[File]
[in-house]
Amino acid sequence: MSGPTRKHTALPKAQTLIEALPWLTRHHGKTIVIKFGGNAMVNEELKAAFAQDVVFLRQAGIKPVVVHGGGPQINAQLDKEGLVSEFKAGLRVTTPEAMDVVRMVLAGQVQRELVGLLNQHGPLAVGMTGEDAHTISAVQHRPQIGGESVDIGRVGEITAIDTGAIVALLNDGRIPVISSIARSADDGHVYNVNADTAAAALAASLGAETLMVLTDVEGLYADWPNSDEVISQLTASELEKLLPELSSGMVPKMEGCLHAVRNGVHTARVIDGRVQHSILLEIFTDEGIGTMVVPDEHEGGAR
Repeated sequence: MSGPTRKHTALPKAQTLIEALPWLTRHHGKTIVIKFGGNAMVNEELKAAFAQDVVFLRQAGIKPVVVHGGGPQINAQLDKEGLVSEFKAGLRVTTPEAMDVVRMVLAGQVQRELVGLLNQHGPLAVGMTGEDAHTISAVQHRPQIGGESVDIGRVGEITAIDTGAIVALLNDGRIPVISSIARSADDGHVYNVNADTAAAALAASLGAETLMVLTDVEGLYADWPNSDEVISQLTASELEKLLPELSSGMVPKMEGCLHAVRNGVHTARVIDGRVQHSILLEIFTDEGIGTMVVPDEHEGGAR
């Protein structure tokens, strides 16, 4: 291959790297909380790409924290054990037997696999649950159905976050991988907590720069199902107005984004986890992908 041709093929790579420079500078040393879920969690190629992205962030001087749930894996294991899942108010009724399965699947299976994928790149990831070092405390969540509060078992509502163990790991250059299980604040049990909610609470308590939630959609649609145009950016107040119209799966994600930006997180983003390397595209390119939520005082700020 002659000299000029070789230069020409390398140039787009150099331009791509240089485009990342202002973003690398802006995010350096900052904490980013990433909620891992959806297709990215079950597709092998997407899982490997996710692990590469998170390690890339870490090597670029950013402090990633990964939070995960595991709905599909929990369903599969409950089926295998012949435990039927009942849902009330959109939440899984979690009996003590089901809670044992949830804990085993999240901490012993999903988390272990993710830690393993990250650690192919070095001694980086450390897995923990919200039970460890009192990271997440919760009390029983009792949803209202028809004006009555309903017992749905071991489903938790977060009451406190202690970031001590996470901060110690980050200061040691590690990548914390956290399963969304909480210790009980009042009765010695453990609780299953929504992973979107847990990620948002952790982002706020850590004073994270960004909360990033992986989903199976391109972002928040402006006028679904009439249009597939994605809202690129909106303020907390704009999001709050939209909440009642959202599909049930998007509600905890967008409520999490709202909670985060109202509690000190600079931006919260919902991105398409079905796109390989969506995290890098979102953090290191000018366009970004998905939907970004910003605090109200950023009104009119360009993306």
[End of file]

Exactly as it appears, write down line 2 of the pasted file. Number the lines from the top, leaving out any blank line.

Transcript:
Amino acid sequence: MSGPTRKHTALPKAQTLIEALPWLTRHHGKTIVIKFGGNAMVNEELKAAFAQDVVFLRQAGIKPVVVHGGGPQINAQLDKEGLVSEFKAGLRVTTPEAMDVVRMVLAGQVQRELVGLLNQHGPLAVGMTGEDAHTISAVQHRPQIGGESVDIGRVGEITAIDTGAIVALLNDGRIPVISSIARSADDGHVYNVNADTAAAALAASLGAETLMVLTDVEGLYADWPNSDEVISQLTASELEKLLPELSSGMVPKMEGCLHAVRNGVHTARVIDGRVQHSILLEIFTDEGIGTMVVPDEHEGGAR